Welsh Town Names Are Impossible To Pronounce They Will Blow Your Mind

Unless you’re a true-blooded citizen of Wales, there’s a 100% possibility that you cannot get to pronounce these Welsh town names right. A country that is part of the United Kingdom and the island of Great Britain, its history begins with the arrival of human beings in the region thousands of years ago. The earliest known human remain discovered in modern-day Wales is a jawbone whose owner lived from way back 230,000 years.

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Aside from its old history and culture, what interests me the most about Wales are town names that are very challenging to pronounce, let alone to spell. Just imagine living in a town where its name does not have a vowel but you can still say it because that’s how it is.

Welsh Town Names Are Impossible To Pronounce They Will Blow Your Mind

I am slightly relieved that the Welsh capital is Cardiff (which is very easy to pronounce and spell), I can’t get over the fact that the majority of the town names ended up like how they currently spelled and how they literally exist in the dictionary. Every time I type in the name, I started to feel disappointed that my Google Chrome spell check plugin won’t even give me a hint of getting them spelled incorrectly (with the red line)

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Cwmystwyth, 10 letters, no (English) vowels.

Here are seven (7) of the most peculiar and somehow a few of the most unusual and difficult to pronounce Welsh town names:

Crymych (pronounced Crum-ich, ch as in the Scottish loch)

This village of around 400 inhabitants and a community population of 1,739, it has for centuries been an area of livestock farming. The name Crymych translates into English as “crooked stream”.

Llanddewi Brefi (Welsh pronunciation: [ɬanˈðɛwi ˈbrɛvi]; approximate pronunciation: cland-dewi brevi)

Another village and community of approximately 500 people in Wales, Llanddewi Brefi translates “Church of David on the [River] Brefi”. You can find a church, a chapel, two bars and a village shop for this largely Welsh-speaking town.

Plwmp (pronounced as Ploomp)

It’s even hard to search for information about this place, all I know that Plwmp is pronounced as “Ploomp”.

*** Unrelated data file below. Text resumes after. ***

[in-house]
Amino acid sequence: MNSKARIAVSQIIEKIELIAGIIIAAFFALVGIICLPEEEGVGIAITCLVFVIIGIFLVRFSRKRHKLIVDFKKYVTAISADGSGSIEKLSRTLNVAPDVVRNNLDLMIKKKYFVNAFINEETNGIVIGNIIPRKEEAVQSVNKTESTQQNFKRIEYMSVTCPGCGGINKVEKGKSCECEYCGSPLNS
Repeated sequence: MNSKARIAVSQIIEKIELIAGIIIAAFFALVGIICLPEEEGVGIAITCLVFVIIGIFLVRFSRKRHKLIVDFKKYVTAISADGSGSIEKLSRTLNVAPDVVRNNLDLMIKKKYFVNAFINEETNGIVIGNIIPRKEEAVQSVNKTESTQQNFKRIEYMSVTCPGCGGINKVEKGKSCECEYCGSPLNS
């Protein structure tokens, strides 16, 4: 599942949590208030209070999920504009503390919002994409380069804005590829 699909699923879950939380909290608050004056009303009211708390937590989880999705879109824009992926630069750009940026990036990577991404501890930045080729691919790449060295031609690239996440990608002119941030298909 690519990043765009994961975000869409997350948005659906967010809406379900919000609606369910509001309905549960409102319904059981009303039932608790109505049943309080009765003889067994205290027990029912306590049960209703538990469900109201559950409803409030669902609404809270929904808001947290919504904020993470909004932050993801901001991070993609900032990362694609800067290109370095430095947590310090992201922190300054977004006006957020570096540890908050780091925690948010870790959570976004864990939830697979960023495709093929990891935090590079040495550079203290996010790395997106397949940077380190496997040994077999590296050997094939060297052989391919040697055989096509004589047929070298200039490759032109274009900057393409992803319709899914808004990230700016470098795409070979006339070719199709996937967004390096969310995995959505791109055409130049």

Tywyn (/ˈtaʊ.ɪn/; Welsh: [ˈtəʊ.ᵻn]), formerly Towyn)

The largest town in the south of Wales, Tywyn is a seaside resort town. It is famous as the location of the Cadfan Stone, a stone cross with the earliest known example of written Welsh. The name derives from “beach, seashore, sand-dune”.

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Ynysybwl (Welsh: Ynys-y-bŵl [ənɪsəˈbʊl])

Ynysybwl is a village in Wales situated roughly 24 km north-north-west of the nation’s capital, Cardiff. ‘Ynys’ means ‘island’ or ‘river meadow’ in Welsh, however, there is uncertainty over the meaning of the name of the village.

Ysbyty Ystwyth (approximate pronunciation: Esb’ti Esw’th)

Ysbyty Ystwyth is a small village in Wales where its church and the parish of the same name were the property of the Order of the Knights of the Hospital of St John of Jerusalem. ‘Ysbyty’ in the name means “hospital” in Welsh.

Llanfairpwllgwyngyllgogerychwyrndrobwllllantysiliogogogoch (IPA: /ɬanvairpʊɬgʊɨngɨ̞ɬgɔgɛrɨ̞xʊɨrndrɔbʊɬɬantɨ̞sɪlɪɔgɔgɔgɔx/); watch the video below for the Welsh pronunciation.

A large village and community on the island of Anglesey in Wales. The long form of the town name is the longest place name in the United Kingdom and one of the longest in the world at 58 characters. Letters “ch” and “ll” in Welsh, however, are treated as a single letter, the name consists of 51 letters in the Welsh language.

It may be a mouthful to say, but Welsh weather presenter Liam Dutton has no problem to mention it on a televised weather forecast. Here’s the video:

It is alternatively known as Llanfairpwll or Llanfair PG. It is originally called Llanfairpwllgwyngyll and the long form of the name was invented for promotional purposes in the 1860s. In English, Llanfairpwllgwyngyllgogerychwyrndrobwllllantysiliogogogoch means “Saint Mary’s Church in the hollow of the white hazel near a rapid whirlpool and the Church of St. Tysilio of the red cave.”

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Welsh town names are basically an explosion of consonants that are impossible to pronounce.

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Philip Andrew Mayol
Philip Andrew Mayol

I’m a blogger, a crazy kid, and a happy piece of a blob. My star sign is on the cusp of the Crab and the Lion. I am a Julian.


I am not paraskevidekatriaphobic but something wicked this way comes; not autophobic, not cibophobic, not kakorrhaphiophobic, earth-kinetophobic, not metrophobic, muriphobic, not oneirophobic.


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